A sizable family entourage is trekking in from his hometown of Kansas City, Mo. “Let’s just say they’re coming out of the woodwork,” Scott said recently, from his makeshift headquarters in the Royalton Hotel in midtown Manhattan. “I’ll probably have to shorten the runway!”
After 10 seasons in Paris, where the 28-year-old designer launched his career following his graduation seven years ago from the Pratt Institute in Brooklyn, Scott has returned “home.”
While he will show in New York, however, Los Angeles is where he’ll set up shop and reside. An enormous container holding his worldly possessions, including extensive collections of antique books and cloth souvenir totes, is en route to L.A. and expected to arrive around the time Scott heads back west.
Following his Feb. 15 show, Scott will stop by his parents’ Kansas City home for a couple of weeks’ rest.
But that’s seemingly eons away, as Scott tries to negotiate the new turf.
“Everything is new,” he said. “This whole city is new for me. It’s good they call it New York. I’m loving being here. But there’s always new challenges.”
Among those first challenges was assembling a production team for his show. Longtime collaborators and fellow Pratt grads Autumn Walters and Pablo Olea are in tow (and will work with him in Los Angeles). Through a friend, he met James Galanos’s former production supervisor. And show organizers “have been nothing but completely there,” he said.
This is not Scott’s first Stateside show. In October 2000, he sent Sophie Dahl and others down a runway in Los Angeles before a turnout that included Isabella Blow, Courtney Love, Jacqueline Schnabel and Monica Lewinsky.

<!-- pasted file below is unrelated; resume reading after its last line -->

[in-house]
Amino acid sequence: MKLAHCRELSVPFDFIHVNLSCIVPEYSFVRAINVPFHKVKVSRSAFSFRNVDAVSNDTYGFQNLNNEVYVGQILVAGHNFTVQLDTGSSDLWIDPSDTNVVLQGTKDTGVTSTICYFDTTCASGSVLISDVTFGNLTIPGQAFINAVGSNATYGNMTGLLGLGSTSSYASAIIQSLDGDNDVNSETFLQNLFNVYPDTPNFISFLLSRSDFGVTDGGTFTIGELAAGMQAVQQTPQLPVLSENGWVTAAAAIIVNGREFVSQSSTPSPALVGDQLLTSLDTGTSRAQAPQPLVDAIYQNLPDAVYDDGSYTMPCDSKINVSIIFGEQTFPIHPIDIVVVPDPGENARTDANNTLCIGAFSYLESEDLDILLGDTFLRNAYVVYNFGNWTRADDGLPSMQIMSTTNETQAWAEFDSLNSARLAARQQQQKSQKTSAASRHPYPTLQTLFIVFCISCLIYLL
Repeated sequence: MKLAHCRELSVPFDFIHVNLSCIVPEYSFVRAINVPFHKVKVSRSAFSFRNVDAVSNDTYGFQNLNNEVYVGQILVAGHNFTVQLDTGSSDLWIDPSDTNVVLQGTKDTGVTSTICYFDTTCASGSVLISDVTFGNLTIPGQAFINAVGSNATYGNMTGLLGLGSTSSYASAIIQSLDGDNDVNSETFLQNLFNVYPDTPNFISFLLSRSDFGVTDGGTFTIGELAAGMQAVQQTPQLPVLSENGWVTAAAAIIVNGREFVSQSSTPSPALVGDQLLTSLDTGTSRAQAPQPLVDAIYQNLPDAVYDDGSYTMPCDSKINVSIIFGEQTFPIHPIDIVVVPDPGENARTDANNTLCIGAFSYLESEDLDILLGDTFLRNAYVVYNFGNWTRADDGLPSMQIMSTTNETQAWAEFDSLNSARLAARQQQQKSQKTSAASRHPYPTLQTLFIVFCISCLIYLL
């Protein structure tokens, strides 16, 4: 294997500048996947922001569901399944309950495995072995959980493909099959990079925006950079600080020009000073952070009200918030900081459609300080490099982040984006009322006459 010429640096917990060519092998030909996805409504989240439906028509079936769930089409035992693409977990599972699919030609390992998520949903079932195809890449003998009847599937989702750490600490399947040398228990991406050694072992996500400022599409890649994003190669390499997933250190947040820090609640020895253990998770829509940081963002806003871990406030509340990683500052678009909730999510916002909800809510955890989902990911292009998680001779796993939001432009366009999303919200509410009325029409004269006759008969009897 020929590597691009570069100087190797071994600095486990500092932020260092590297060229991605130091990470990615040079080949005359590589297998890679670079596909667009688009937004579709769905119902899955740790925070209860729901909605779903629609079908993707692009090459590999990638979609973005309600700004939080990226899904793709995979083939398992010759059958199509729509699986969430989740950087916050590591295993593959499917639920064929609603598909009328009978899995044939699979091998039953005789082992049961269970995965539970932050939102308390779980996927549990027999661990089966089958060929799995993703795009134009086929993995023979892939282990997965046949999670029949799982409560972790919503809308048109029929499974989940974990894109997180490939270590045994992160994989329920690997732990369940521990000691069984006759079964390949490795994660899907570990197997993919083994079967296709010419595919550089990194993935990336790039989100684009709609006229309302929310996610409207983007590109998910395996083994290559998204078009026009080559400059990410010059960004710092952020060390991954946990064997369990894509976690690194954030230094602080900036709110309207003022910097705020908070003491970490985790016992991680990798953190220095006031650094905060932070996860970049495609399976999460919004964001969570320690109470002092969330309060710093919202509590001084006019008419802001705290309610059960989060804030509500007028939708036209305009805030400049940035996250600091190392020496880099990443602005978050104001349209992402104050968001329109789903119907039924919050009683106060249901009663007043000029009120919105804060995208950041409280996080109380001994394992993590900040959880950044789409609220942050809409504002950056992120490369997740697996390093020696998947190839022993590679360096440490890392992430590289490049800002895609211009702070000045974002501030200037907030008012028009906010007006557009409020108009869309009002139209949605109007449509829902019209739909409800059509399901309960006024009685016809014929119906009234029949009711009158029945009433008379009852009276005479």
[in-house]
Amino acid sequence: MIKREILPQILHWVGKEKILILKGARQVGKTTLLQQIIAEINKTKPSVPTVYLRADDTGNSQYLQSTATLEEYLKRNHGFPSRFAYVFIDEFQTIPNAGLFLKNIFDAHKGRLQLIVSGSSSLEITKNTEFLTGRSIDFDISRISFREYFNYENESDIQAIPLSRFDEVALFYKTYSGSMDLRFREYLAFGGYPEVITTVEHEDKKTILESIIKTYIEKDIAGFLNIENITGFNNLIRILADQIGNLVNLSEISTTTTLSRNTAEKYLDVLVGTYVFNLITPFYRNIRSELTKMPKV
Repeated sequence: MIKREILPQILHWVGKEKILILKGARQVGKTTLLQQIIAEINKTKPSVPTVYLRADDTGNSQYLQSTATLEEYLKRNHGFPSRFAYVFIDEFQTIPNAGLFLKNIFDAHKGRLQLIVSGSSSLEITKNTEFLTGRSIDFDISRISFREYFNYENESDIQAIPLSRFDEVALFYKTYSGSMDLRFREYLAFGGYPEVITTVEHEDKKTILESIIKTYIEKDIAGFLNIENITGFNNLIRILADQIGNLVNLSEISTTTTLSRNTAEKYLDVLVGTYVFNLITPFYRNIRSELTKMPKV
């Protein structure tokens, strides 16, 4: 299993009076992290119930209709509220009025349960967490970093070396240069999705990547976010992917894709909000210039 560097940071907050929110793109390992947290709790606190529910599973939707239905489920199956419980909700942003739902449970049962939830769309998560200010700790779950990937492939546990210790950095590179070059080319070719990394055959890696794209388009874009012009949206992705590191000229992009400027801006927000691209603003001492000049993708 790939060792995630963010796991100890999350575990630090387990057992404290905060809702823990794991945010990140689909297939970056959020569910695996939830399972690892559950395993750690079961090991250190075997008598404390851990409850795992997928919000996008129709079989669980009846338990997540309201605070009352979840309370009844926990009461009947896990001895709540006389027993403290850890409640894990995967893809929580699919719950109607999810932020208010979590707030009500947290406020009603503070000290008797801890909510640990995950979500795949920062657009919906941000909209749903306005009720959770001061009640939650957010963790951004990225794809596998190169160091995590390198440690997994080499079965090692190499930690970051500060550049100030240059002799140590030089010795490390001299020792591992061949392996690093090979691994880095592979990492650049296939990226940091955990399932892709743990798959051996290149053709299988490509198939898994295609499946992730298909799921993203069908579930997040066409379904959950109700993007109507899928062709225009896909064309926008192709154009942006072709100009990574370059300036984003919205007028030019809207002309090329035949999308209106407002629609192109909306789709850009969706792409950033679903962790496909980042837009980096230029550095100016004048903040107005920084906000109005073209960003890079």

The designer and his clothes made an appearance of another kind last month on “Wheel of Fortune,” where over five nights, letter-turner Vanna White wore a series of glamour gowns and Jeremy jeans. (A sixth installment airs on the show in April.)
Though he’s succumbed to Hollywood’s siren call, Scott knows New York is America’s fashion-biz capital, and participating in the collections there was a given. “I definitely hope the idea of me showing in New York will foster a more loyal commitment from American retailers,” he admitted. His U.S. distribution thus far has been limited to Jeffrey in New York, Nordstrom in Chicago and, in Los Angeles, Tracey Ross and Fred Segal.
He says the decision to show in New York was about “stepping up to the plate and showing here as an American designer. People are always putting down American fashion. Maybe there’s not a lot of exciting fashion in New York right now, but New York is an exciting city. If you want things to change, you need to participate in the process.”
Calling the fall collection “Cloud Waltzing,” Scott says he’s exploring the whole “idea of futurism,” not just referencing retro ideas. “I’m definitely taking a leap forward with the designs, the silhouettes, the color palette,” he said, adding, “each look is a new world.”
Response to Jeremy Scott’s collections has been as extreme as his usually outrageous ideas. The fashion press has called him pretentious, energetic, silly and brilliant. He’s championed one season, dismissed the next. He arrives in the U.S. after receiving positive reviews for the fall 2001 “game show” collection, then skipping out entirely on designing spring 2002 upon deciding last July to leave Paris.
Fall 2002 is Scott’s largest presentation of looks yet. With that in mind, he says he’s emphasizing the clothes themselves over the show production — which reached surreal proportions last year when some 1,500 guests piled into the Cirque d’Hiver in Paris to see models on a rotating stage posing next to “prizes,” such as a grandfather clock and luggage, while Scott tossed to the crowd fake dollars printed with his picture.
“Anything’s going to be scaled back compared to that show, where I put everything and the kitchen sink in. But compared to other shows happening during fashion week here,” he decides, “it probably won’t look that scaled back.”